What to Do If You Get Cold Feet Before the Wedding
Cold feet before a wedding make for a great pop culture storyline, from Runaway Bride to Big in the Sex and the City movie. But, when they happen to you, it's unsettling. You might lose sleep worrying whether you're about to commit to forever with someone who's completely wrong for you, or maybe you're distracted at work, stressing over the seating chart—and whether your partner's tendency to load the dishwasher incorrectly is something you can actually live with.
Fortunately, most nerves before a wedding are totally normal, and wedding planners and therapists encounter cold feet every day. If you find yourself spiraling in the days and weeks before your wedding, here's what you need to know about how to handle cold feet and when to know if they might be indicative of something deeper.
In this article:
What Are Cold Feet?
Cold feet are feelings of uncertainty and fear over going through with an impending wedding. It's the sinking feeling that you are making a terrible decision and could end up marrying the wrong person.
"Someone may start to think about the ways that they aren't compatible with their partner or they may realize that they've offered to compromise things to keep the peace for now but they don't want to make those compromises long-term," says psychotherapist and author Amy Morin, LCSW.
What's the difference between prewedding jitters and cold feet?
Morin explains that prewedding jitters may include anxiety about the big life change that's on the horizon. It's butterflies in your stomach or a nagging case of nerves, but they're not paralyzing. Jitters are the expected reaction to any major tide change.
Cold feet, on the other hand, are something more debilitating. While they aren't necessarily indicative that it is the wrong decision, cold feet give you something to dig further into. Morin says, "Cold feet often involves looking at red flags that may have been previously ignored about why a relationship might not work."
Bridal coach Kara O'Brien Ghassabeh has a visualization trick she uses to help her clients differentiate normal jitters from a more serious case of cold feet. "I ask them to picture themselves on a high dive. You have a healthy dose of anxiety standing way up high about to take a jump," explains Ghassabeh. "If you look down and the water is clear and blue and you know it will feel great, you know the anxiety is worth it and you can move through it." However, she says if you look down and the water is a muddy brown and you feel uninspired to jump, that's your body telling you that you're not headed towards something good for you.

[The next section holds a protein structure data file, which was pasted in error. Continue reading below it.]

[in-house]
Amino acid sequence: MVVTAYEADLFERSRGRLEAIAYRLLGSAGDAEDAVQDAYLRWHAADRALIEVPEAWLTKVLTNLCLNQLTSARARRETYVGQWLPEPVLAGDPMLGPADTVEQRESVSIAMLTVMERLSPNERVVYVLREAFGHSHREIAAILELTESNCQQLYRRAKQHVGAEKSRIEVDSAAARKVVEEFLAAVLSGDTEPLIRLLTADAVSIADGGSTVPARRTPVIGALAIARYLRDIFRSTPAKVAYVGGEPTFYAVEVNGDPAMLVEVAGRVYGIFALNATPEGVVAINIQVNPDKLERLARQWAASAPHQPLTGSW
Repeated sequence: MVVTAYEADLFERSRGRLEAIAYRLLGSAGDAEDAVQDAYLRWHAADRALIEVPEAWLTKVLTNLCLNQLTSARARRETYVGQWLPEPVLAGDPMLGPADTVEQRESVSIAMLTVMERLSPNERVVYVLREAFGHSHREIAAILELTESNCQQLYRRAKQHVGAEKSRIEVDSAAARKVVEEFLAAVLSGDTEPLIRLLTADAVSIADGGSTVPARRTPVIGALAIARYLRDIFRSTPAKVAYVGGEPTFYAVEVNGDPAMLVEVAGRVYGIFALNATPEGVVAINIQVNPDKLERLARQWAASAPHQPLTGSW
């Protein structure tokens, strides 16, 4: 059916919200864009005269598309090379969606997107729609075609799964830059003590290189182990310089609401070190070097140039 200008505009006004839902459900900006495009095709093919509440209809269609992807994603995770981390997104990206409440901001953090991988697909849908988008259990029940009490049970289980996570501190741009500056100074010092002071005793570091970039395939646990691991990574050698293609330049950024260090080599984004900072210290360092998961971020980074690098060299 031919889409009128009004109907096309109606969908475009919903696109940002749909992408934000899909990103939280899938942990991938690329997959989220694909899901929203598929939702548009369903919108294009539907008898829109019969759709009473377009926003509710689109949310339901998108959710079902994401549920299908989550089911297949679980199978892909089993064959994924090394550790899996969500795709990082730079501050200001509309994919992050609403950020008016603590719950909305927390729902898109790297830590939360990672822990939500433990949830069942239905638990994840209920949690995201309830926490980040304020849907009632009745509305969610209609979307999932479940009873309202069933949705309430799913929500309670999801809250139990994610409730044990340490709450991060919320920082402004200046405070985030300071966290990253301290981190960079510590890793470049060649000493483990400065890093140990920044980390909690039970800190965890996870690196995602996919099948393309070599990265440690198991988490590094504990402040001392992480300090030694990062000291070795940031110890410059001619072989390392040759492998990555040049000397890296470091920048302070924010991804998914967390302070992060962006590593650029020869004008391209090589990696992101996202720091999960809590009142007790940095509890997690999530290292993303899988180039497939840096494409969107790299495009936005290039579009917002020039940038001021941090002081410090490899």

Signs of Cold Feet Before Your Wedding
Cold feet could manifest in obvious ways like fighting more often, nagging your partner over trivial things that typically wouldn't bother you, or having ominous dreams about the wedding.
Morin even sees couples try to postpone the wedding, but projecting the reason on something else. She says, "Couples with cold feet may look for excuses to delay the wedding by saying things like, 'Maybe we should postpone it since my grandmother can't attend due to her upcoming surgery.'"
However, not all signs are as clear. She's also seen couples push boundaries and test their partners in the weeks before a wedding. Perhaps they will backpedal on promises they made regarding the actual wedding day or stop attending religious services they'd agreed to participate in. These could be small tests to try to prove their partner is or isn't the one.